By the middle of the nineteenth century, American Jewry was large enough to attract ordained rabbis (rabbis with semikhah, a certificate of ordination) to its shores. The first ordained rabbi to settle in the United States was Abraham Rice (1800/2–1862) who arrived in 1840 and, shortly thereafter, was invited to became the rabbi of Congregation Nidche Israel, better known as Baltimore Hebrew Congregation. In 1845 Max Lilienthal (1815–1882) arrived and, after serving as the rabbi of a short-lived union of New York's German congregations and then as a schoolmaster, he became the rabbi of Cincinnati's Bene Israel Congregation in 1855. Undoubtedly the most significant rabbinic figure of the second half of the nineteenth century was Isaac Mayer Wise (1819–1900), who played a pivotal role in the creation of the Union of American Hebrew Congregations in 1873 (the oldest association of synagogues in the United States), the Hebrew Union College in 1875 (the oldest rabbinical school in the United States), and in 1889 the Central Conference of American Rabbis (the country's oldest rabbinical association).
After 1880 an unprecedented number of Jewish immigrants from eastern Europe began to arrive on these shores, and the number of American rabbis increased dramatically. Like the community they served, a significant percentage of these rabbis were themselves immigrants, and over time tensions developed between the rabbis who had trained in eastern Europe and those who had studied in the United States. Eventually, an ever-increasing number of American rabbis received their rabbinic education from an American institution of rabbinic learning such as the Hebrew Union College (which merged with the Jewish Institute of Religion in 1950), the Jewish Theological Seminary of America (1886), the Rabbi Isaac Elhanan Theological Seminary (1896/7), the Hebrew Theological College (1922), or the Reconstructionist Rabbinical College (1968).
Many rabbinical organizations have been established in the United States to support the professional needs of the American rabbinate, including the Central Conference of American Rabbis, the Rabbinical Assembly (originally the Alumni Association of the Jewish Theological Seminary of America; 1901), Agudath Ha-Rabbonim (the Union of Orthodox Rabbis of the United States, the oldest Orthodox rabbinical association in the United States; 1902), the Rabbinical Council of America (1935), and the Reconstructionist Rabbinical Association (1974).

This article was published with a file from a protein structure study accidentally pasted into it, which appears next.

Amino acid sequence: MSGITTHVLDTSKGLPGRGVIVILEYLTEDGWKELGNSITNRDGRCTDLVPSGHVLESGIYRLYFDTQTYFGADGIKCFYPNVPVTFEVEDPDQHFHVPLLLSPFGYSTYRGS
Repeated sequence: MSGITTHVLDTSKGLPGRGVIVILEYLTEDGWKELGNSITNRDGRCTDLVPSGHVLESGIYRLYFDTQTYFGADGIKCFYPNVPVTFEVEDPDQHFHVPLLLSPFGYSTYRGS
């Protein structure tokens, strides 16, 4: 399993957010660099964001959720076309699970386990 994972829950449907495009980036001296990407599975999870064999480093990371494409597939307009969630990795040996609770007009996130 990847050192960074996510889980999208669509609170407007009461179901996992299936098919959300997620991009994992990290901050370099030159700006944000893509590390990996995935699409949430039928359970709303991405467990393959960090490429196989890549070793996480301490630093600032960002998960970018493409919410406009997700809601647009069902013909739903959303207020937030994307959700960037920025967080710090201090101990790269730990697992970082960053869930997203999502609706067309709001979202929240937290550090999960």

In 1972 the Hebrew Union College ordained Sally J. Priesand, thereby making her the first woman in Jewish history to obtain rabbinic ordination from the faculty of a rabbinical seminary. The Reconstructionist Rabbinical College ordained its first woman rabbi, Sandy Eisenberg Sasso, in 1974, and in 1985 Amy Eilberg became the first woman ordinee of the Jewish Theological Seminary.
According to the Bureau of Labor Statistics, there are today approximately 4,500 rabbis currently employed in the United States; 1,850 associate themselves with the Reform Movement, 1,300 with the Conservative Movement, 1,000 with Orthodox Judaism, and 250 with the Reconstructionist Movement. A growing number of rabbis have acquired their titles by private ordination, and these individuals frequently serve synagogues or groups that choose not to associate themselves with one of the four primary movements in American Judaism. Of the 3,400 rabbis who align themselves with a movement that ordains women rabbis (Reform, Conservative, or Reconstructionist Judaism), approximately 500, or 15 percent, are women.
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Gary P. Zola